A deadly stampede on 24 September took away lives of 769 pilgrims and left 934 injured in Mina, Saudi Arabia. Two miles from Mecca, Mina is where pilgrims take part in the Hajj's last major rite. Pilgrims come to worship here from Iran, Indonesia, Pakistan, Turkey, India, Nigeria, Kenya, Ethiopia and many other countries - people from everywhere.
However, regardless of the fact that people from everywhere perform Hajj, Saudi Arabia's health minister Khaled al-Falih blamed "undisciplined" pilgrims for the deadly stampede, adding that the tragedy would not have occurred had they "had followed instructions".
The "public" is a large, heterogeneous and scattered audience. (At least this is what Mass Communications taught me at university.) The people comprising the "masses" differ from each other. For Hajj, they are united by their religion - Islam -- and the fact that they are humans. And yet the health minister decided to label the pilgrims "undisciplined" in general.
In Saudi Arabia, the "instructions" are mainly given in Arabic (official language) or English. Only a few of those who go for pilgrimage may understand one or both of these two languages. What to do with the remaining pilgrims who can't understand either of the two?
"The fact is: robots or those from the military do not gather for Hajj. If it were so, then discipline could be spoken of."
Hajj is known to be the biggest annual gathering in the world. It is mandatory for physically and financially fit Muslims to perform Hajj at least once in their lifetime. The deadly stampede occurred in Mina where pilgrims were going to perform the ritual of "stoning the devil".
The fact is: robots or those from the military do not gather for Hajj. If it were so, then discipline could be spoken of. How does Mr Falih plan to "discipline" people who come from everywhere?
During Hajj, a pilgrim can only see heads in front, or the sky, or anything above. Space is so short between pilgrims that they cannot even look down at their own feet. You have to set your speed of walking according to the rest of the pilgrims around you. Slowing down leads to those behind you bumping into you and may cause you or them to fall. Whereas walking faster will make you bump into others. If a pilgrim is tired, nobody cares, you have to keep up with the others. This is the only "discipline" that they can bring with them for Hajj as there is no space for more.
The Thursday of the tragedy, according to the pilgrims, was a hot day (46 degrees Celsius). And it is common sense that when there are so many people around, it gets hotter. This caused exhaustion. There were reports about many pilgrims suffocating. When a person is finding it difficult to breathe, they will want to move away from the crush and get at least some space to take a breath. Since that is not an option, it's possible that the pilgrims tripped over each other. Why? When they can't see in front of them, they'll just end up going with the flow: falling. Those who had the energy and breath, ran, creating a stampede. When people want to escape from being trampled, they run to save themselves. And if there are people running haphazardly, they bump into one another and that is where things go wrong. Reportedly, the stampede took place at an intersection in Mina.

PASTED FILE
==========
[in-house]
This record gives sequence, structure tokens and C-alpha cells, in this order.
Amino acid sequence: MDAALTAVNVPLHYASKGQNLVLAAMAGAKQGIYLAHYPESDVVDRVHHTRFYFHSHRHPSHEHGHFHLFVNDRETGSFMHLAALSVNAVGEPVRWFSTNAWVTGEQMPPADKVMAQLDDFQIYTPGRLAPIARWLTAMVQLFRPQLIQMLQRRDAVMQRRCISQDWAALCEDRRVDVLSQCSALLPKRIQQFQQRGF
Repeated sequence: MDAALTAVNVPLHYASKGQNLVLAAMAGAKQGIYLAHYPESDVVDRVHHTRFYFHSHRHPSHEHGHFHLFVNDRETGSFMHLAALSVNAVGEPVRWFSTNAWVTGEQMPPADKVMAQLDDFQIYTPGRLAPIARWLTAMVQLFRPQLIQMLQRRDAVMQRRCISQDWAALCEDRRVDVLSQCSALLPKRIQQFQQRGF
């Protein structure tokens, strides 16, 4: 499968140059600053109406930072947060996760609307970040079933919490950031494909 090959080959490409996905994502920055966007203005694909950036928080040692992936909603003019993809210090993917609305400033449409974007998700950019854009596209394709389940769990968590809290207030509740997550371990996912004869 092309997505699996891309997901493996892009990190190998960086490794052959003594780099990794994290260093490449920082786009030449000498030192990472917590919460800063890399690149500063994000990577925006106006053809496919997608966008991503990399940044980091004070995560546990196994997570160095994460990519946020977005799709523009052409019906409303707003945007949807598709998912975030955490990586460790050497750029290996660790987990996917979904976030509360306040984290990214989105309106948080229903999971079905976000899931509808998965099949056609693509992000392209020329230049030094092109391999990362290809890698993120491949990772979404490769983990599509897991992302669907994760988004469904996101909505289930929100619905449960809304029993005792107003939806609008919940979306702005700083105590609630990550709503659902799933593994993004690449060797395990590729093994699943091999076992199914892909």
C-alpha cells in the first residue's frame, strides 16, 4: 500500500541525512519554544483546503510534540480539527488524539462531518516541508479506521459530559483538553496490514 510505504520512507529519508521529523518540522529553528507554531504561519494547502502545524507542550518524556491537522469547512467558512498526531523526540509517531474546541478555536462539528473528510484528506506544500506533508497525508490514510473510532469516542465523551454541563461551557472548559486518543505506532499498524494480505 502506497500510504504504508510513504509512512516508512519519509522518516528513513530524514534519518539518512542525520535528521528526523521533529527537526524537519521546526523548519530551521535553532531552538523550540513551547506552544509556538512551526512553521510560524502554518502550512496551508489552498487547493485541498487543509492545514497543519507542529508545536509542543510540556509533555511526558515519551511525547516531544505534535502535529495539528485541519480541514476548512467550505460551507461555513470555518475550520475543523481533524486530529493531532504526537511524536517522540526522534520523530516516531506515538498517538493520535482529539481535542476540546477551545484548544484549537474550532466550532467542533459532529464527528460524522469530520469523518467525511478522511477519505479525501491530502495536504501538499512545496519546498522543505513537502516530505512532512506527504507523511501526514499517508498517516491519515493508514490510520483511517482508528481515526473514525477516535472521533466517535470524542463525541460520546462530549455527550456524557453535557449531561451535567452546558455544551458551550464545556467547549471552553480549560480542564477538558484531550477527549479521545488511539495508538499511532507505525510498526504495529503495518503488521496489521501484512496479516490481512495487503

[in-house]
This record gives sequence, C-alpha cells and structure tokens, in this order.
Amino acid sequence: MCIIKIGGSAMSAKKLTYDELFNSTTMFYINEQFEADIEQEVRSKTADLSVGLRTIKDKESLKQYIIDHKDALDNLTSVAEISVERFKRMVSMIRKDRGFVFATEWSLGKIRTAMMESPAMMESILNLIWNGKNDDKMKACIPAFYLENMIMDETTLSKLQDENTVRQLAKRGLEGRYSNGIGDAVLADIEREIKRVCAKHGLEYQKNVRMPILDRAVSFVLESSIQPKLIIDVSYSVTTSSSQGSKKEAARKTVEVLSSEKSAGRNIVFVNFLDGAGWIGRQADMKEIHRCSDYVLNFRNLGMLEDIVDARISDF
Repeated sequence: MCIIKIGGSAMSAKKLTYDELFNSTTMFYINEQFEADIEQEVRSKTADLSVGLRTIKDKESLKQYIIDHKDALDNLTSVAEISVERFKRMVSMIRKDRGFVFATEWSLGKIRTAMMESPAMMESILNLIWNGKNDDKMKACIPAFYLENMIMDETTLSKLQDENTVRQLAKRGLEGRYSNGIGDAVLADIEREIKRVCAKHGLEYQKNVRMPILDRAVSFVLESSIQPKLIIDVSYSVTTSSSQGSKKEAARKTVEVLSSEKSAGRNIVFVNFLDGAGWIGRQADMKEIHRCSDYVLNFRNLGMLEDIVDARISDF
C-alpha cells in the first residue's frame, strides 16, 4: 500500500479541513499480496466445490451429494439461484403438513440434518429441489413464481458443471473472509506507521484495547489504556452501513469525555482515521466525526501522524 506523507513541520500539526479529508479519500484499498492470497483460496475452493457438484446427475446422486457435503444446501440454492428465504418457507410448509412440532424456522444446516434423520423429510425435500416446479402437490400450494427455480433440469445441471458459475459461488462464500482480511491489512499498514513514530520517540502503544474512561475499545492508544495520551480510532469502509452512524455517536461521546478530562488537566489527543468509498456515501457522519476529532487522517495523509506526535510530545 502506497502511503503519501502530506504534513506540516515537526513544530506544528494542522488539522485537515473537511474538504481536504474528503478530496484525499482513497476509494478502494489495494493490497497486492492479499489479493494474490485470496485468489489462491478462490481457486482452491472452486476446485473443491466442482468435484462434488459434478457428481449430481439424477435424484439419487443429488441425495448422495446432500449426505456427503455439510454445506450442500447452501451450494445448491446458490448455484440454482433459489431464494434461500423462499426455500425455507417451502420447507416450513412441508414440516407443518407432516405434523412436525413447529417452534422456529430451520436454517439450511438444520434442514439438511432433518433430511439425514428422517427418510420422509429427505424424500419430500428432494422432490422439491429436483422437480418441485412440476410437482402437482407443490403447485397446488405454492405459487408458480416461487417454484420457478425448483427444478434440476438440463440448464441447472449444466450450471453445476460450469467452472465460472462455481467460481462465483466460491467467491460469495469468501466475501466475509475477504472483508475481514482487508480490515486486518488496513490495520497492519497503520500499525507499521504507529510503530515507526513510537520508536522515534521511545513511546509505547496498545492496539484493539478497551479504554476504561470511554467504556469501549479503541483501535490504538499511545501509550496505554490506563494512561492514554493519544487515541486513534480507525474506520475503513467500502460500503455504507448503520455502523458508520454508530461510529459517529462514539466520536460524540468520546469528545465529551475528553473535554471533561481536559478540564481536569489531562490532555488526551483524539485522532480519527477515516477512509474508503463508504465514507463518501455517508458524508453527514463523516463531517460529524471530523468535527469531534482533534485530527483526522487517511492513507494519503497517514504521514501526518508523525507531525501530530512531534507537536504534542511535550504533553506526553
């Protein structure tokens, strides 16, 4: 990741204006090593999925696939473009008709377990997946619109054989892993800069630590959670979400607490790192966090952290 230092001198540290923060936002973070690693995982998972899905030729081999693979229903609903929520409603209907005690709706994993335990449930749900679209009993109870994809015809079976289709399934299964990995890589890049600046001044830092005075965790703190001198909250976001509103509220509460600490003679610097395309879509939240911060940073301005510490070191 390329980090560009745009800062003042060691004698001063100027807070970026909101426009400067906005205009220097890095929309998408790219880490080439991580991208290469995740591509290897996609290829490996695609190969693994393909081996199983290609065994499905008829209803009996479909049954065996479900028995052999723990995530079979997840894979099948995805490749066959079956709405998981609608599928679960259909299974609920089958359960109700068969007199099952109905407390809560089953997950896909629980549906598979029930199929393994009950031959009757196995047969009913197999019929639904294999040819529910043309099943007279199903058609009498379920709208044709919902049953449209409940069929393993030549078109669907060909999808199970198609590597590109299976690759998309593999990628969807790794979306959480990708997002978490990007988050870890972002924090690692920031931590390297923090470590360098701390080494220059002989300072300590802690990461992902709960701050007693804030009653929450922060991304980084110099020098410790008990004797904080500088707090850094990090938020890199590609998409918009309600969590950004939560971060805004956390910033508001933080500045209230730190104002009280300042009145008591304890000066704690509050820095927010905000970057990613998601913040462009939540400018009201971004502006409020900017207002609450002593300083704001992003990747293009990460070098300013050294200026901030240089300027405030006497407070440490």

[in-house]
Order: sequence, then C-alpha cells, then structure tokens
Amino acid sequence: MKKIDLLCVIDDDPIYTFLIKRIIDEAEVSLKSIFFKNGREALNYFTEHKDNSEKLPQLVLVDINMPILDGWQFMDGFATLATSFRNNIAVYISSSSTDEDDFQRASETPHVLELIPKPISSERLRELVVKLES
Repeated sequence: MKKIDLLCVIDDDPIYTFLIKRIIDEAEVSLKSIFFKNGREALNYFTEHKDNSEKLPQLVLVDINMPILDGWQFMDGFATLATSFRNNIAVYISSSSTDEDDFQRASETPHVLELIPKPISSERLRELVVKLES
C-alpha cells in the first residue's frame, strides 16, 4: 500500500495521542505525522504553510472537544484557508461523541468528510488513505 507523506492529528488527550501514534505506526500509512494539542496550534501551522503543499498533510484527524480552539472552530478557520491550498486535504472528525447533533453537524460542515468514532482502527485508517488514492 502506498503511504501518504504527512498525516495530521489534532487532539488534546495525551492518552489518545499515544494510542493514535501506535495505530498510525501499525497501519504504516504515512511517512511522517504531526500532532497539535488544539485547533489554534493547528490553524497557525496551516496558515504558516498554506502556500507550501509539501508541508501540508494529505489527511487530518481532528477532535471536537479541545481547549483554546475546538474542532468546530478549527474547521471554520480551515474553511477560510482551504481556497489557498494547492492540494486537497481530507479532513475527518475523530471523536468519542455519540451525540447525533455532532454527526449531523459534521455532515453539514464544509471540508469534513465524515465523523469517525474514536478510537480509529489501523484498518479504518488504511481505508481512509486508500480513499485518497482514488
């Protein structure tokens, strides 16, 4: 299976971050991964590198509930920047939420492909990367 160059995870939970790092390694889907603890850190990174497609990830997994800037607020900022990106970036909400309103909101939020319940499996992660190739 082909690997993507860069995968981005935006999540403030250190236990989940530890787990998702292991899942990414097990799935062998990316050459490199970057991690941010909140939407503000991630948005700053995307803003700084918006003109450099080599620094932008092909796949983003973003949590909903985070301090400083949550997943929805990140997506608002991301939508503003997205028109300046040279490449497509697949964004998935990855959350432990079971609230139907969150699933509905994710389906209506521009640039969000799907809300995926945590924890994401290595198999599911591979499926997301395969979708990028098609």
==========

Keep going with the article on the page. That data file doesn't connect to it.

Ironically, Mina is where multiple deadly accidents have taken place in the past as well. Stampedes have taken place in the years 1994, 1998, 2001, 2004 and 2006 as well.
Saudi Arabia is undergoing major constructional changes all the time. From the expansion of the Grand Mosque of Mecca, to the increase in the number of hotels, or the construction of bridges to facilitate pilgrims every year -- it is an annual expense that runs to billions of dollars. After all, dealing with millions of pilgrims is not an easy thing to do.
On 11 September, a crane that collapsed on a part of the Grand Mosque led to 111 pilgrims being killed and 394 others injured. Taking notice of the incident, Saudi Arabia's King Salman suspended the work of the powerful Saudi Binladin Group. Further, just for the safety of the pilgrims, authorities deployed 100,000 police personnel quoting a possible terrorism threat. But pilgrims blamed the stampede on police road closures and poor management of the flow of hundreds of thousands of pilgrims in searing temperatures.
Whatever that the Saudi authorities plan to do in order to decrease such incidents from taking place in the future, the minister should accept that he cannot just blame all the pilgrims for the mishap.
In the name of God
Hajj is of high importance for Muslims and Saudi Arabia is a "holy" land for Muslims everywhere. Victims and their families never protest against the authorities for mishaps that take place there. It is because many Muslims believe that dying on the holy land is lucky and that the person goes to heaven, leaving it to God's will. For this reason, the Grand Mufti (religious leader) Sheikh Abdul Aziz al-Sheikh said that authorities cannot be blamed for something "beyond human control" and that "fate and destiny are inevitable".